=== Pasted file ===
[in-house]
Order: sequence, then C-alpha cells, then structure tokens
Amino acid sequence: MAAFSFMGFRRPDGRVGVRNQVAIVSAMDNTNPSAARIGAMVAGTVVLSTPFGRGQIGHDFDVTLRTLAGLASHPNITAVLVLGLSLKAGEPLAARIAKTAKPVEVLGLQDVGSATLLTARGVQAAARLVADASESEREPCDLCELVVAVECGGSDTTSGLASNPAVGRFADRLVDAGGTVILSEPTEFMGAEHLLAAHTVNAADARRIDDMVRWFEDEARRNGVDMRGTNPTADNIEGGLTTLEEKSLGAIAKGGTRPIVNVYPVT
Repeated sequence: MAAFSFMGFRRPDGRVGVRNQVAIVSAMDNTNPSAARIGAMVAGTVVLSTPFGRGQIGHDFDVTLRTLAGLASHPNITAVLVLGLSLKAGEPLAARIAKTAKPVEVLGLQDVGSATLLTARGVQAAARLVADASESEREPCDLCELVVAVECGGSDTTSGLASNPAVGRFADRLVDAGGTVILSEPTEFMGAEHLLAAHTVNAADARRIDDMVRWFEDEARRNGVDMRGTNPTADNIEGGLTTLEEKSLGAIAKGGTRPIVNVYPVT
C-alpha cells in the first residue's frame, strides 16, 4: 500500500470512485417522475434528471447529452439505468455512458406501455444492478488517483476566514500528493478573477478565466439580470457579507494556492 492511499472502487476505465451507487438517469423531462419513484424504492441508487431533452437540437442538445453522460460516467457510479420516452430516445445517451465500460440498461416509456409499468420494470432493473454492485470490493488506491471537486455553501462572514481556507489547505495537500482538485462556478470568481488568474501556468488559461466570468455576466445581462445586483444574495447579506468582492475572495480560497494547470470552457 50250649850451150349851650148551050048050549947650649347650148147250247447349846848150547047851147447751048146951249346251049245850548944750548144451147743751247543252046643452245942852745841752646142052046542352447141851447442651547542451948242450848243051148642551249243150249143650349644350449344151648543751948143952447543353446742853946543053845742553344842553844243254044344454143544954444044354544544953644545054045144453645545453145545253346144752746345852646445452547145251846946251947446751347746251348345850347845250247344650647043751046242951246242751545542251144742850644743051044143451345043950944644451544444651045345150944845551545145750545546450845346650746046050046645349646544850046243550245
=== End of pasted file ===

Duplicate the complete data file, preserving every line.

[in-house]
Order: sequence, then C-alpha cells, then structure tokens
Amino acid sequence: MAAFSFMGFRRPDGRVGVRNQVAIVSAMDNTNPSAARIGAMVAGTVVLSTPFGRGQIGHDFDVTLRTLAGLASHPNITAVLVLGLSLKAGEPLAARIAKTAKPVEVLGLQDVGSATLLTARGVQAAARLVADASESEREPCDLCELVVAVECGGSDTTSGLASNPAVGRFADRLVDAGGTVILSEPTEFMGAEHLLAAHTVNAADARRIDDMVRWFEDEARRNGVDMRGTNPTADNIEGGLTTLEEKSLGAIAKGGTRPIVNVYPVT
Repeated sequence: MAAFSFMGFRRPDGRVGVRNQVAIVSAMDNTNPSAARIGAMVAGTVVLSTPFGRGQIGHDFDVTLRTLAGLASHPNITAVLVLGLSLKAGEPLAARIAKTAKPVEVLGLQDVGSATLLTARGVQAAARLVADASESEREPCDLCELVVAVECGGSDTTSGLASNPAVGRFADRLVDAGGTVILSEPTEFMGAEHLLAAHTVNAADARRIDDMVRWFEDEARRNGVDMRGTNPTADNIEGGLTTLEEKSLGAIAKGGTRPIVNVYPVT
C-alpha cells in the first residue's frame, strides 16, 4: 500500500470512485417522475434528471447529452439505468455512458406501455444492478488517483476566514500528493478573477478565466439580470457579507494556492 492511499472502487476505465451507487438517469423531462419513484424504492441508487431533452437540437442538445453522460460516467457510479420516452430516445445517451465500460440498461416509456409499468420494470432493473454492485470490493488506491471537486455553501462572514481556507489547505495537500482538485462556478470568481488568474501556468488559461466570468455576466445581462445586483444574495447579506468582492475572495480560497494547470470552457 50250649850451150349851650148551050048050549947650649347650148147250247447349846848150547047851147447751048146951249346251049245850548944750548144451147743751247543252046643452245942852745841752646142052046542352447141851447442651547542451948242450848243051148642551249243150249143650349644350449344151648543751948143952447543353446742853946543053845742553344842553844243254044344454143544954444044354544544953644545054045144453645545453145545253346144752746345852646445452547145251846946251947446751347746251348345850347845250247344650647043751046242951246242751545542251144742850644743051044143451345043950944644451544444651045345150944845551545145750545546450845346650746046050046645349646544850046243550245